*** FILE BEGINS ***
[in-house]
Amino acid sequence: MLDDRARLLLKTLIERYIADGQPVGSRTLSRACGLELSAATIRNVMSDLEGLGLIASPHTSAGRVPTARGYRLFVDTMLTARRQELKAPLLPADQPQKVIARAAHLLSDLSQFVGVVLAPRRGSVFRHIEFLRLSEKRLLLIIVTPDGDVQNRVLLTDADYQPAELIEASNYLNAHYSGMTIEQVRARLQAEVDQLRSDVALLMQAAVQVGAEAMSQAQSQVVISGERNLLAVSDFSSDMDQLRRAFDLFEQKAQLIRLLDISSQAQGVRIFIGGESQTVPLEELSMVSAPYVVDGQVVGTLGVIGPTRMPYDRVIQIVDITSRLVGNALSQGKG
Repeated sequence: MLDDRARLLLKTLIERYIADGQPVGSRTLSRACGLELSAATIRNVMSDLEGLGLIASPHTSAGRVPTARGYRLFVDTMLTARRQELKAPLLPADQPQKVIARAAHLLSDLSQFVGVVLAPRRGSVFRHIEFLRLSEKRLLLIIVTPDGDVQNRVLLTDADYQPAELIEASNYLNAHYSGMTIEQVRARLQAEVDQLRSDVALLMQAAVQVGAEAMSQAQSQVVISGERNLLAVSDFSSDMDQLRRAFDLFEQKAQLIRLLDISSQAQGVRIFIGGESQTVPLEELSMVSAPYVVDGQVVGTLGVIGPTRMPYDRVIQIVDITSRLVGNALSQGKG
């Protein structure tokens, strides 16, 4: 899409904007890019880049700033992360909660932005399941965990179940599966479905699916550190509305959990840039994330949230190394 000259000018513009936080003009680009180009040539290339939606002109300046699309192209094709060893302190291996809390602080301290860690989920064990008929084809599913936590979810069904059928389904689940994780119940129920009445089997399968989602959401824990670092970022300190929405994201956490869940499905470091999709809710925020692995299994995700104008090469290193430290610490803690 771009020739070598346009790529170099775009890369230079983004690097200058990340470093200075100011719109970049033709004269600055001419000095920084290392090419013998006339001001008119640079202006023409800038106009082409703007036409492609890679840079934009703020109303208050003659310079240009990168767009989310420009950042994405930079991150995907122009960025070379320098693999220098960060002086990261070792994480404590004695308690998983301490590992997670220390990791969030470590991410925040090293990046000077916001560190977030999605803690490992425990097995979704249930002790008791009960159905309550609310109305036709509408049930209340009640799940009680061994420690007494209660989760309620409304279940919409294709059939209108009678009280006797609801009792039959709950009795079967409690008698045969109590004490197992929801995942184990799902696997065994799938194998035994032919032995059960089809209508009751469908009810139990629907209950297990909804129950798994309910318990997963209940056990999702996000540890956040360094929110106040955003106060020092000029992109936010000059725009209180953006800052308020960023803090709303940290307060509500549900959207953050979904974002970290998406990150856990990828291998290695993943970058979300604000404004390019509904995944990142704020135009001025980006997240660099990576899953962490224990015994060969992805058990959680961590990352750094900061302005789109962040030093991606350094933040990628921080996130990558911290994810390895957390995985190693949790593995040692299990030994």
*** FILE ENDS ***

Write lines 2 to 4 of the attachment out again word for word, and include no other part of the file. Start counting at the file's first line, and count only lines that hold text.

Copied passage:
Amino acid sequence: MLDDRARLLLKTLIERYIADGQPVGSRTLSRACGLELSAATIRNVMSDLEGLGLIASPHTSAGRVPTARGYRLFVDTMLTARRQELKAPLLPADQPQKVIARAAHLLSDLSQFVGVVLAPRRGSVFRHIEFLRLSEKRLLLIIVTPDGDVQNRVLLTDADYQPAELIEASNYLNAHYSGMTIEQVRARLQAEVDQLRSDVALLMQAAVQVGAEAMSQAQSQVVISGERNLLAVSDFSSDMDQLRRAFDLFEQKAQLIRLLDISSQAQGVRIFIGGESQTVPLEELSMVSAPYVVDGQVVGTLGVIGPTRMPYDRVIQIVDITSRLVGNALSQGKG
Repeated sequence: MLDDRARLLLKTLIERYIADGQPVGSRTLSRACGLELSAATIRNVMSDLEGLGLIASPHTSAGRVPTARGYRLFVDTMLTARRQELKAPLLPADQPQKVIARAAHLLSDLSQFVGVVLAPRRGSVFRHIEFLRLSEKRLLLIIVTPDGDVQNRVLLTDADYQPAELIEASNYLNAHYSGMTIEQVRARLQAEVDQLRSDVALLMQAAVQVGAEAMSQAQSQVVISGERNLLAVSDFSSDMDQLRRAFDLFEQKAQLIRLLDISSQAQGVRIFIGGESQTVPLEELSMVSAPYVVDGQVVGTLGVIGPTRMPYDRVIQIVDITSRLVGNALSQGKG
């Protein structure tokens, strides 16, 4: 899409904007890019880049700033992360909660932005399941965990179940599966479905699916550190509305959990840039994330949230190394 000259000018513009936080003009680009180009040539290339939606002109300046699309192209094709060893302190291996809390602080301290860690989920064990008929084809599913936590979810069904059928389904689940994780119940129920009445089997399968989602959401824990670092970022300190929405994201956490869940499905470091999709809710925020692995299994995700104008090469290193430290610490803690 771009020739070598346009790529170099775009890369230079983004690097200058990340470093200075100011719109970049033709004269600055001419000095920084290392090419013998006339001001008119640079202006023409800038106009082409703007036409492609890679840079934009703020109303208050003659310079240009990168767009989310420009950042994405930079991150995907122009960025070379320098693999220098960060002086990261070792994480404590004695308690998983301490590992997670220390990791969030470590991410925040090293990046000077916001560190977030999605803690490992425990097995979704249930002790008791009960159905309550609310109305036709509408049930209340009640799940009680061994420690007494209660989760309620409304279940919409294709059939209108009678009280006797609801009792039959709950009795079967409690008698045969109590004490197992929801995942184990799902696997065994799938194998035994032919032995059960089809209508009751469908009810139990629907209950297990909804129950798994309910318990997963209940056990999702996000540890956040360094929110106040955003106060020092000029992109936010000059725009209180953006800052308020960023803090709303940290307060509500549900959207953050979904974002970290998406990150856990990828291998290695993943970058979300604000404004390019509904995944990142704020135009001025980006997240660099990576899953962490224990015994060969992805058990959680961590990352750094900061302005789109962040030093991606350094933040990628921080996130990558911290994810390895957390995985190693949790593995040692299990030994």